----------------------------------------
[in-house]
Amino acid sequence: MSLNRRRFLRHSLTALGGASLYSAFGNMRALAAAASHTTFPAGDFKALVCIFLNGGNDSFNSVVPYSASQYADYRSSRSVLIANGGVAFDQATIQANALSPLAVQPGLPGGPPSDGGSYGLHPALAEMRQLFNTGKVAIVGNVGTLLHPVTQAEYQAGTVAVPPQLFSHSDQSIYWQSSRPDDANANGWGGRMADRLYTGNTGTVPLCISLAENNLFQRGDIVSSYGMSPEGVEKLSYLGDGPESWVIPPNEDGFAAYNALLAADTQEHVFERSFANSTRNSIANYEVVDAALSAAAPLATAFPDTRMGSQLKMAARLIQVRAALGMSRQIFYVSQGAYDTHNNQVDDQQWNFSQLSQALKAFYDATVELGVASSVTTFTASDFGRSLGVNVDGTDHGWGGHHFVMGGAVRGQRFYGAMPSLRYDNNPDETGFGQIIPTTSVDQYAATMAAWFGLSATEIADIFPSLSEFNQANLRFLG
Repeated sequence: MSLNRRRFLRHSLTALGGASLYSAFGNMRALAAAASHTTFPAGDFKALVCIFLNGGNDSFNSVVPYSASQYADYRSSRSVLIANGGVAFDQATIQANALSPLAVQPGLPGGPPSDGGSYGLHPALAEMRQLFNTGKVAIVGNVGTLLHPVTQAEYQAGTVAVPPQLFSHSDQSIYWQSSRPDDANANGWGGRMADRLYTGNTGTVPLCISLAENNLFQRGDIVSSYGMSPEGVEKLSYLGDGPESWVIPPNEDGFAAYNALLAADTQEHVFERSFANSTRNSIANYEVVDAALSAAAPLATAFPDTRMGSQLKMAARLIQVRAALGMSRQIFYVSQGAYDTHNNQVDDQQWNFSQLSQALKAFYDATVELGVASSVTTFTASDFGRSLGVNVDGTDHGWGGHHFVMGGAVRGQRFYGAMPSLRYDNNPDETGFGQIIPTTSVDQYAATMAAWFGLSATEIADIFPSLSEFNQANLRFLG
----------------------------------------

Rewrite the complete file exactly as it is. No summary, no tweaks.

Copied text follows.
[in-house]
Amino acid sequence: MSLNRRRFLRHSLTALGGASLYSAFGNMRALAAAASHTTFPAGDFKALVCIFLNGGNDSFNSVVPYSASQYADYRSSRSVLIANGGVAFDQATIQANALSPLAVQPGLPGGPPSDGGSYGLHPALAEMRQLFNTGKVAIVGNVGTLLHPVTQAEYQAGTVAVPPQLFSHSDQSIYWQSSRPDDANANGWGGRMADRLYTGNTGTVPLCISLAENNLFQRGDIVSSYGMSPEGVEKLSYLGDGPESWVIPPNEDGFAAYNALLAADTQEHVFERSFANSTRNSIANYEVVDAALSAAAPLATAFPDTRMGSQLKMAARLIQVRAALGMSRQIFYVSQGAYDTHNNQVDDQQWNFSQLSQALKAFYDATVELGVASSVTTFTASDFGRSLGVNVDGTDHGWGGHHFVMGGAVRGQRFYGAMPSLRYDNNPDETGFGQIIPTTSVDQYAATMAAWFGLSATEIADIFPSLSEFNQANLRFLG
Repeated sequence: MSLNRRRFLRHSLTALGGASLYSAFGNMRALAAAASHTTFPAGDFKALVCIFLNGGNDSFNSVVPYSASQYADYRSSRSVLIANGGVAFDQATIQANALSPLAVQPGLPGGPPSDGGSYGLHPALAEMRQLFNTGKVAIVGNVGTLLHPVTQAEYQAGTVAVPPQLFSHSDQSIYWQSSRPDDANANGWGGRMADRLYTGNTGTVPLCISLAENNLFQRGDIVSSYGMSPEGVEKLSYLGDGPESWVIPPNEDGFAAYNALLAADTQEHVFERSFANSTRNSIANYEVVDAALSAAAPLATAFPDTRMGSQLKMAARLIQVRAALGMSRQIFYVSQGAYDTHNNQVDDQQWNFSQLSQALKAFYDATVELGVASSVTTFTASDFGRSLGVNVDGTDHGWGGHHFVMGGAVRGQRFYGAMPSLRYDNNPDETGFGQIIPTTSVDQYAATMAAWFGLSATEIADIFPSLSEFNQANLRFLG